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Hlsc 720 Everest College Chicago Acronyms and Security Vulnerability Analysis

Hlsc 720 Everest College Chicago Acronyms and Security Vulnerability Analysis


Discussion reply 

Here is Kristopher post

Based on the Read items thus far, you can see that acronyms abound. What do CARVER, CPTED, SVA, NIPP, and CIKR mean? Be sure to briefly discuss each. Find at least 1 extra acronym you would like to share. Next, what is the purpose of a Security Vulnerability Analysis (SVA)? Explain how one (SVA) works.

CARVER is an system that creates a relative ranking of assets (Lewis et al., 2012). The acronym CARVER stands for criticality, accessibility, recuperability, vulnerability, effect, and recognizability (Bennett, 2018). According to Greaver et al. (2018), CARVER was created by United States special forces in Vietnam as a tool to identify and prioritize targets to increase efficiency when using resources. Carver creates a points-style system laid out in a table to establish hierarchy (Greaver et al., 2018). The weighting scheme is then tallied, and multi-attribute decision-making can be accomplished based on professional knowledge and ranking of a specific topic (Greaver et al., 2018). As such, using CARVER presents an interesting approach to conducting a security vulnerability analysis.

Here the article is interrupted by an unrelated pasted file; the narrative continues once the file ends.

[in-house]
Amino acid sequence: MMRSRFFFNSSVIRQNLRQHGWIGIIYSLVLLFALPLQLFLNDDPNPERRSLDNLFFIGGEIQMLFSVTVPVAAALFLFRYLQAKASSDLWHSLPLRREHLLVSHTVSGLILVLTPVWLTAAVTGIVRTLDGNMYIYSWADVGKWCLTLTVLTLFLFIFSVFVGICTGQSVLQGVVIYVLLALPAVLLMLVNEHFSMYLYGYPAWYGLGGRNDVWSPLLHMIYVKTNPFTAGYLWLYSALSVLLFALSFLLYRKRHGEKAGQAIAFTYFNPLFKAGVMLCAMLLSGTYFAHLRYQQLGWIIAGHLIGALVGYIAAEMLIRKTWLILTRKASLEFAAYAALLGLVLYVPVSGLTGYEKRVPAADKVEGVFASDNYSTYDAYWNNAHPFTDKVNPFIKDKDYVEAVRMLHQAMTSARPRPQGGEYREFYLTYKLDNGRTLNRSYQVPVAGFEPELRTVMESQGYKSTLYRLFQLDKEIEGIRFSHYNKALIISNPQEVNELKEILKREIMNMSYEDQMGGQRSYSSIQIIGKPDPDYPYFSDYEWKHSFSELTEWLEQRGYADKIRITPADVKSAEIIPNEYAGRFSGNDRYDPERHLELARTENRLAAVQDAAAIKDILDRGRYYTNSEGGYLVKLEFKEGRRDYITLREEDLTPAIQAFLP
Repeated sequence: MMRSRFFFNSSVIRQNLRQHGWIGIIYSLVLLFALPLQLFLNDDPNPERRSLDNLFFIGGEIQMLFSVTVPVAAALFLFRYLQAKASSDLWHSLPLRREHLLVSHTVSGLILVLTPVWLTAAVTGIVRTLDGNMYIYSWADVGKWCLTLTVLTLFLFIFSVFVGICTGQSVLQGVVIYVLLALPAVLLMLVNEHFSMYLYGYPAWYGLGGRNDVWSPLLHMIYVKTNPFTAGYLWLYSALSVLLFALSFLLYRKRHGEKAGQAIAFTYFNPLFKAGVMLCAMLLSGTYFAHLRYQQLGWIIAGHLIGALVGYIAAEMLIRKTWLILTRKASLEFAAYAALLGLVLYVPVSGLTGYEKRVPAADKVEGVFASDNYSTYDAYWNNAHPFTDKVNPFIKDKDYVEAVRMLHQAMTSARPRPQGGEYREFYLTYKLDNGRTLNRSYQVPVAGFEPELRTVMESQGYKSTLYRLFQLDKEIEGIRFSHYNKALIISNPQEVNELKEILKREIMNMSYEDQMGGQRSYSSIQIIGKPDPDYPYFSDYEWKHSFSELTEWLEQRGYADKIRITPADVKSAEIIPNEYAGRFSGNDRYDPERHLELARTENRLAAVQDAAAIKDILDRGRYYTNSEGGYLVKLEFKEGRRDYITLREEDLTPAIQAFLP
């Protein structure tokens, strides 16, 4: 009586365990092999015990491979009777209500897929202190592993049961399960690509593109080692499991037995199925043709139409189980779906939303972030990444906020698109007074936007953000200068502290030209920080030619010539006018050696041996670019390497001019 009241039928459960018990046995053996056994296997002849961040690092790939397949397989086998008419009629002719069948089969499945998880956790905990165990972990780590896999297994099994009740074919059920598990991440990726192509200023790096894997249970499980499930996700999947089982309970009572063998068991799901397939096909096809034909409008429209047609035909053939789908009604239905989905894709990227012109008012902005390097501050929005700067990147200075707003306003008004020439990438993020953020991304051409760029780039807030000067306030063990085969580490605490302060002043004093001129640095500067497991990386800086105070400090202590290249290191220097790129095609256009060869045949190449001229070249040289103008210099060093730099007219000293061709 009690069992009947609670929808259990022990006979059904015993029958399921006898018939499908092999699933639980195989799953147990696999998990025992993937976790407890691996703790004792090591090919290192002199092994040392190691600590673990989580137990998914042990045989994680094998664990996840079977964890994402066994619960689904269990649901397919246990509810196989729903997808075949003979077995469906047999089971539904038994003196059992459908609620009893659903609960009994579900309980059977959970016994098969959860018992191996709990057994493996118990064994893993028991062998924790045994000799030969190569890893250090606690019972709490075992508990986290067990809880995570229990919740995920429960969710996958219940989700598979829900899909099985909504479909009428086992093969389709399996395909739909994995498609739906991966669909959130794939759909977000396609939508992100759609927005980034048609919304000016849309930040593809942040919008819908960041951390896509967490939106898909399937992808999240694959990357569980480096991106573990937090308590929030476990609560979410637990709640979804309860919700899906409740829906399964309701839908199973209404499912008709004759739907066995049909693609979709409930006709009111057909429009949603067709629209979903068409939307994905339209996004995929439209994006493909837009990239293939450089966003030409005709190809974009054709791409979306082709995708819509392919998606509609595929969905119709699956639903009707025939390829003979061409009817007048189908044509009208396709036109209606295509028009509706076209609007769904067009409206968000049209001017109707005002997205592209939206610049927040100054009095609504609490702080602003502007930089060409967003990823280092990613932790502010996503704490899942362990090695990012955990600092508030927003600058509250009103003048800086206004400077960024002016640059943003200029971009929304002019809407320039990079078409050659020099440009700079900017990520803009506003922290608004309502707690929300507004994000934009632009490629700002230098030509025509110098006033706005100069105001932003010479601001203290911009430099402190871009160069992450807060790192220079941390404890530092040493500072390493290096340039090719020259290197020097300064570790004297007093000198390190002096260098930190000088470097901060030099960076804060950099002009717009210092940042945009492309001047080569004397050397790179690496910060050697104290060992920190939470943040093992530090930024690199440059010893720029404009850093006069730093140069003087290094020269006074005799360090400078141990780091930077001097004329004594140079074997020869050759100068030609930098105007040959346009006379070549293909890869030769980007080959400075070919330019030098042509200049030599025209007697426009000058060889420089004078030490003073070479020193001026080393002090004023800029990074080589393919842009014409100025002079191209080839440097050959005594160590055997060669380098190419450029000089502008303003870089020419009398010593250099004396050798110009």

CPTED, according to Cozens et al. (2005), is an acronym for crime prevention through environmental design. When I worked in the DRT division of the Houston Police Department, we often used the CPTED process to assist apartment complexes in creating an environment that would be less conducive to criminal activity. For example, lighting would have to be accomplished in specific manners, gates would need to be operable and set to particular parameters, and even vegetation such as trees and bushes would need to be either trimmed or planted in strategic ways. Fennelly et al. (2018) state that CPTED is helpful in risk analysis of critical infrastructure in that unconventional methods are often thought of to mitigate potential threats. For example, while many risk assessments focus on security through common ideas of fences and cameras, CPTED expands by looking at environmental factors.

Security vulnerability analysis, or SVA, is a tool that enables people to look into critical assets from a different perspective, typically an adversary (Bennett, 2018). SVA is a qualitative method of risk analysis used to discover and address vulnerabilities that exist within a critical asset. In addition to addressing problems, the SVA can also provide options that can be evaluated for implementation to enhance security (Bennett, 2018). Bennett (2018) also argues that since terrorists continue to think outside of the box, SVA allows for more unlikely scenarios to be analyzed. Additionally, Bennett (2018) states the purpose of the SVA is to identify and analyze threats facing a critical asset. One faucet of SVA is risk characterization screening (Bennett, 2018). The screening process looks at the agencies and jurisdiction of where an asset is located. Then, the screening process establishes protocols to link to the local agencies in the event of an incident. For example, if an asset has an attack that requires medical and fire personnel, then predetermined agencies will assist with that asset.